Low risk investing, or betting against beta (BAB), is the idea that if you buy low-risk, low-beta stocks and then short high-risk, high-beta stocks (or industries, depending on your strategy) you can get large risk-adjusted returns without too much active management or stock picking involved. But this contrarian investing strategy is often criticized as being either a value strategy or an industry bet in technical disguise.
“Betting against beta earns positive returns for both industry selection and within industry stock selection, and its risk-adjusted, within-industry returns are especially strong,” write Cliff Asness, Andrea Frazzini, and Lasse Pedersen in their paper Low-Risk Investing without Industry Bets, published in Financial Analysts Journal. “The economically and statistically strong low-risk phenomenon is driven by neither exposure to value nor betting on industries.”
BAB works as an industry bet or industry-neutral strategy: Cliff Asness
Cliff Asness explains that BAB strategies usually sort stocks by beta without taking their industries into account. But since he is trying to show that BAB isn’t making industry bets, he constructed two different models: an industry-neutral BAB portfolio that balances long and short positions within each industry and BAB as a pure industry bet, going long or short on entire industry portfolios.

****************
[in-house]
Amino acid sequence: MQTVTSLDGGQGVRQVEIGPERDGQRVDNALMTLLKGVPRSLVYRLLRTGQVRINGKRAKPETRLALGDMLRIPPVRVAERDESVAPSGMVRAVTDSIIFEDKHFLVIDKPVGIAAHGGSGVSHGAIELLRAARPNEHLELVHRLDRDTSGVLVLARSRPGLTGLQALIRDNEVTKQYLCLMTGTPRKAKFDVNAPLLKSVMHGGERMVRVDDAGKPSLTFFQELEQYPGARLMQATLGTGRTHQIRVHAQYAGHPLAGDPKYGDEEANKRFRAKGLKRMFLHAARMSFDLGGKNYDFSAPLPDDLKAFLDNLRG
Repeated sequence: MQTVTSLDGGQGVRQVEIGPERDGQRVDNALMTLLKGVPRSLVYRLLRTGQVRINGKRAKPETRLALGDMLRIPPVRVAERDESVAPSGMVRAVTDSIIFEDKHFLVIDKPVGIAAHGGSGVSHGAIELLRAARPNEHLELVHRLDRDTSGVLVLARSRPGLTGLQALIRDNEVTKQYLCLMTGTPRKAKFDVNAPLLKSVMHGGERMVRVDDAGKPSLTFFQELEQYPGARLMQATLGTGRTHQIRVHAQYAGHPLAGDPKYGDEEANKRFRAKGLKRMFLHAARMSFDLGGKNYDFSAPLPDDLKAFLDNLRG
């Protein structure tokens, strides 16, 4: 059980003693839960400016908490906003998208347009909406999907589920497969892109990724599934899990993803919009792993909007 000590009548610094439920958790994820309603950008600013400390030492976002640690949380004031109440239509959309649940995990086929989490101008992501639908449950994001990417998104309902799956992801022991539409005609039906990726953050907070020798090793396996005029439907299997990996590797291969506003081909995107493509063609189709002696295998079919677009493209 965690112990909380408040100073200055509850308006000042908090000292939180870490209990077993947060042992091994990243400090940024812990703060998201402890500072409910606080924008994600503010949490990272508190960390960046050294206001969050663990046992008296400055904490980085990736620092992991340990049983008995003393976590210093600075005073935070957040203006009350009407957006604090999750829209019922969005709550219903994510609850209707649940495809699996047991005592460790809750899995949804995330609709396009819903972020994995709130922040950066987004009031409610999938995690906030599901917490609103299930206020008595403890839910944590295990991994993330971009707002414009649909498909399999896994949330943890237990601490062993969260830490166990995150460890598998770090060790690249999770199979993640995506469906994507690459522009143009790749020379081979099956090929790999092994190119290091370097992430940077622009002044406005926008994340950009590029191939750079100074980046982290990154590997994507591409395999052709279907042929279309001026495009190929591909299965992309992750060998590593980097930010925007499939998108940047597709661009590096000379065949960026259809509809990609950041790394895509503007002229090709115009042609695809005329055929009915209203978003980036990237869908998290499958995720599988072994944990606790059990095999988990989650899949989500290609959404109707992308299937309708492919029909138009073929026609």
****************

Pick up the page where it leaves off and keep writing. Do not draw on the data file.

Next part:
Both strategies worked, but the industry-neutral BAB strategy had a higher Sharpe ratio than the industry bets, especially in the United States. What’s even more impressive is that the industry-neutral BAB strategy had positive returns in all 49 US industries and 60 out of 70 global industries.
BAB doesn’t benefit from value exposure: Cliff Asness
Showing that BAB isn’t just benefiting from value stocks is fairly straightforward. Cliff Asness shows the ranking of industries that BAB and value would be long or short respectively, and there isn’t much correlation between the two. He says that even when you get down to the stock-picking level, the correlation between value and BAB picks remains too low for one to explain the other (and in the US that exposure drops to basically nothing).
Cliff Asness argues that this is another manifestation of leverage aversion, the notion that low-risk assets have higher risk-adjusted returns because they require leverage to get decent absolute returns and most investors shy away from leverage, creating a market distortion. If leverage aversion is a real effect it would give investors with access to financing and the willingness to borrow a way to consistently come out ahead.